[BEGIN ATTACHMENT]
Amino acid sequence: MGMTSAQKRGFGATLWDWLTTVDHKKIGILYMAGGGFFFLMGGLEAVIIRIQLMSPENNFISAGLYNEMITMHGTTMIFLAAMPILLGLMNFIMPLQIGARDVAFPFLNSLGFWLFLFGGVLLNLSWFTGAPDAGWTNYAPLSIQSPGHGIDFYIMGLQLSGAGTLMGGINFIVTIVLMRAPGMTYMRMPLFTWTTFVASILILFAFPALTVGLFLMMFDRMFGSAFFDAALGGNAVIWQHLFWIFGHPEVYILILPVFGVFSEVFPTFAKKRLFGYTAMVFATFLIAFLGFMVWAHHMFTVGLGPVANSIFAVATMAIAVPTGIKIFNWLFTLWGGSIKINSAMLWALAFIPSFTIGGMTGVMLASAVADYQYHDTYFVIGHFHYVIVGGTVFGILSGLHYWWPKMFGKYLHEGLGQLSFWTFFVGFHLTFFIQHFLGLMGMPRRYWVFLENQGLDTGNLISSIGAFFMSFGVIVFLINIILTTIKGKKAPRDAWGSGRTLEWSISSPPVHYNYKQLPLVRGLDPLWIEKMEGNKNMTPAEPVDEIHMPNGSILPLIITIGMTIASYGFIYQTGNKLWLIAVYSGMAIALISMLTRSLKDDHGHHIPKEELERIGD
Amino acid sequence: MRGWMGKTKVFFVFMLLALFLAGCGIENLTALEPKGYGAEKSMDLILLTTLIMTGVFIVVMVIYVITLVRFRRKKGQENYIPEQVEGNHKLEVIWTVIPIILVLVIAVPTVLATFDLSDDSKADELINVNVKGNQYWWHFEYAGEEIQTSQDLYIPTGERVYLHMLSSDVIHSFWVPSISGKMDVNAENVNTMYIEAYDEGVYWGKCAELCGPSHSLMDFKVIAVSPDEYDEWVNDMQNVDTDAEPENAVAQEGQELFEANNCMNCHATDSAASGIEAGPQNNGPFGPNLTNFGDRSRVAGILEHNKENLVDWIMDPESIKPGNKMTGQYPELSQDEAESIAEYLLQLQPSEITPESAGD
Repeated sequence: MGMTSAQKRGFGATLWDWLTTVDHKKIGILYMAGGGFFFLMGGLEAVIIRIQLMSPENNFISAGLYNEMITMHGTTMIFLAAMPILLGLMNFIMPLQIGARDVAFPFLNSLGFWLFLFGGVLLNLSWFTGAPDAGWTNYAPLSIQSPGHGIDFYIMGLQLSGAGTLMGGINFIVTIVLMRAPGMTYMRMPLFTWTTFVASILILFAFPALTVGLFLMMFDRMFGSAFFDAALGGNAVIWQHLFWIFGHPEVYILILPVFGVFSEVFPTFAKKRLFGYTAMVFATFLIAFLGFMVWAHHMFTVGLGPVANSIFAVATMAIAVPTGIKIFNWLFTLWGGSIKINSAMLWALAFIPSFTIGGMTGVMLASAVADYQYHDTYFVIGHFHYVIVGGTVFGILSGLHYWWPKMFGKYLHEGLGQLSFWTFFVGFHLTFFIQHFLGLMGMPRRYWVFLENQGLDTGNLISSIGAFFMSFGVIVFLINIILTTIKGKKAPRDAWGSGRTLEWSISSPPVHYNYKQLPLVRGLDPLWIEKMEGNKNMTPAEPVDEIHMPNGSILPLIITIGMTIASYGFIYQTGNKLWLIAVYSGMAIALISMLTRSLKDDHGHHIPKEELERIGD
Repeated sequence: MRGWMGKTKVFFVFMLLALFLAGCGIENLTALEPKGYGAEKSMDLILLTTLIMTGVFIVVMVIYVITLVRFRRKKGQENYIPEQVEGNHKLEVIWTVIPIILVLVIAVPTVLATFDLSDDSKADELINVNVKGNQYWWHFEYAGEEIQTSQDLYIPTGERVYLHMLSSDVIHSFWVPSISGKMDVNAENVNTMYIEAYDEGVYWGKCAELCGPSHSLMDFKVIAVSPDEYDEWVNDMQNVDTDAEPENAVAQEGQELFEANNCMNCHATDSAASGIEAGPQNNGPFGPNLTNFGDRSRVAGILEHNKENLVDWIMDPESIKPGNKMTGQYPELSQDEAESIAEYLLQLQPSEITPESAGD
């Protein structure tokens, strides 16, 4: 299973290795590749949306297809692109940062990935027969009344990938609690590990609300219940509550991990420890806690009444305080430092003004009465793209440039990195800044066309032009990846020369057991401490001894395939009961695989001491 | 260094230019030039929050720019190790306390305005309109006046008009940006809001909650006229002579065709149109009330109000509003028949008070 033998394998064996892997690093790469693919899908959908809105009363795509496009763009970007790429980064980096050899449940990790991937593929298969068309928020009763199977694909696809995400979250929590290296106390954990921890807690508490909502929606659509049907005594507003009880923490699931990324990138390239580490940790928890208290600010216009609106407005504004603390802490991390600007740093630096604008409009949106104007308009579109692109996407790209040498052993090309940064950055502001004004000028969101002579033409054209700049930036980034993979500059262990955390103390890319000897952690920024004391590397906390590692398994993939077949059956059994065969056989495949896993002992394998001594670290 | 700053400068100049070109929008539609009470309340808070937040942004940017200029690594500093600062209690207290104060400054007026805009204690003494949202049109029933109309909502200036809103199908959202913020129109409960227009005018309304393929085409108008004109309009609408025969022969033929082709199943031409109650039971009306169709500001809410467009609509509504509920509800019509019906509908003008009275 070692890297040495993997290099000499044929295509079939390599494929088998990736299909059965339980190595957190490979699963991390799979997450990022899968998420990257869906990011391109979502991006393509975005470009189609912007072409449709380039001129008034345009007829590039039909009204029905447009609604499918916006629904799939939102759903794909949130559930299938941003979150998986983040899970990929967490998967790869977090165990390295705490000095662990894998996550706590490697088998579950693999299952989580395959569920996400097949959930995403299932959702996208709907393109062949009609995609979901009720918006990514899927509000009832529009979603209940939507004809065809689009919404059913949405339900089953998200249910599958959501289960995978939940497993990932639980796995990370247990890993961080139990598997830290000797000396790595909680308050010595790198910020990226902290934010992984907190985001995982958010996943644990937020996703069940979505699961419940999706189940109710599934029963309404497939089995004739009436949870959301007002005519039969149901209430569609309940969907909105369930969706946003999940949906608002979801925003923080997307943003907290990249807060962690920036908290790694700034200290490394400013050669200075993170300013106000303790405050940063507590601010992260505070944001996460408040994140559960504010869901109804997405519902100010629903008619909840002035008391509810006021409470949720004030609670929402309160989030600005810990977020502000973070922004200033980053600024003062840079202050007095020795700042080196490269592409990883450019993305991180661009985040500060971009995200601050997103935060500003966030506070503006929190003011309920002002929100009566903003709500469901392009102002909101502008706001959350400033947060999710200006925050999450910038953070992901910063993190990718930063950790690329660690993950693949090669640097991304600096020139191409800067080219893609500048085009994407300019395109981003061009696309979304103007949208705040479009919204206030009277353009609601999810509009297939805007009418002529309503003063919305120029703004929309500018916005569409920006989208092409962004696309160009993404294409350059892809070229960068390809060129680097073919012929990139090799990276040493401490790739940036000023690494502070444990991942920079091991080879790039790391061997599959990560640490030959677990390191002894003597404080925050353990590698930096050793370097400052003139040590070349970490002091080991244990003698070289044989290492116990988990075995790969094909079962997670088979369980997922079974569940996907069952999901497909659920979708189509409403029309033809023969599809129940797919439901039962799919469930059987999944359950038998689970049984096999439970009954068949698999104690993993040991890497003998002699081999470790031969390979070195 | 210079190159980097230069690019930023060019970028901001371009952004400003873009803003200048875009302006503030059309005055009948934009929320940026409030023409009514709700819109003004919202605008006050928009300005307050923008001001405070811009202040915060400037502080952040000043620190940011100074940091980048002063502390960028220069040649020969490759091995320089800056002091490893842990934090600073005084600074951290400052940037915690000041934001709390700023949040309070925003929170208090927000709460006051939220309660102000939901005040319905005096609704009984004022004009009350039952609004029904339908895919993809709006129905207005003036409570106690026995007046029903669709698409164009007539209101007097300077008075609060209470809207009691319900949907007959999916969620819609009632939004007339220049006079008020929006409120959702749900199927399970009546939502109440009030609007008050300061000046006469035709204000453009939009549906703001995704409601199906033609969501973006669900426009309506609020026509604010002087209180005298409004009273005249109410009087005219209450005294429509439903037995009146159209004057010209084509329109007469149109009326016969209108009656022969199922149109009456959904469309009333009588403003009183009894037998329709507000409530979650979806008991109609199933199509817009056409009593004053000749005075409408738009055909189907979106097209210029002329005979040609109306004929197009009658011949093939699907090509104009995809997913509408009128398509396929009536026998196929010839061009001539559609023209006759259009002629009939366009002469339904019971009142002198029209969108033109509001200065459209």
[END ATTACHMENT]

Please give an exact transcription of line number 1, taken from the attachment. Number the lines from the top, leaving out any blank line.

Amino acid sequence: MGMTSAQKRGFGATLWDWLTTVDHKKIGILYMAGGGFFFLMGGLEAVIIRIQLMSPENNFISAGLYNEMITMHGTTMIFLAAMPILLGLMNFIMPLQIGARDVAFPFLNSLGFWLFLFGGVLLNLSWFTGAPDAGWTNYAPLSIQSPGHGIDFYIMGLQLSGAGTLMGGINFIVTIVLMRAPGMTYMRMPLFTWTTFVASILILFAFPALTVGLFLMMFDRMFGSAFFDAALGGNAVIWQHLFWIFGHPEVYILILPVFGVFSEVFPTFAKKRLFGYTAMVFATFLIAFLGFMVWAHHMFTVGLGPVANSIFAVATMAIAVPTGIKIFNWLFTLWGGSIKINSAMLWALAFIPSFTIGGMTGVMLASAVADYQYHDTYFVIGHFHYVIVGGTVFGILSGLHYWWPKMFGKYLHEGLGQLSFWTFFVGFHLTFFIQHFLGLMGMPRRYWVFLENQGLDTGNLISSIGAFFMSFGVIVFLINIILTTIKGKKAPRDAWGSGRTLEWSISSPPVHYNYKQLPLVRGLDPLWIEKMEGNKNMTPAEPVDEIHMPNGSILPLIITIGMTIASYGFIYQTGNKLWLIAVYSGMAIALISMLTRSLKDDHGHHIPKEELERIGD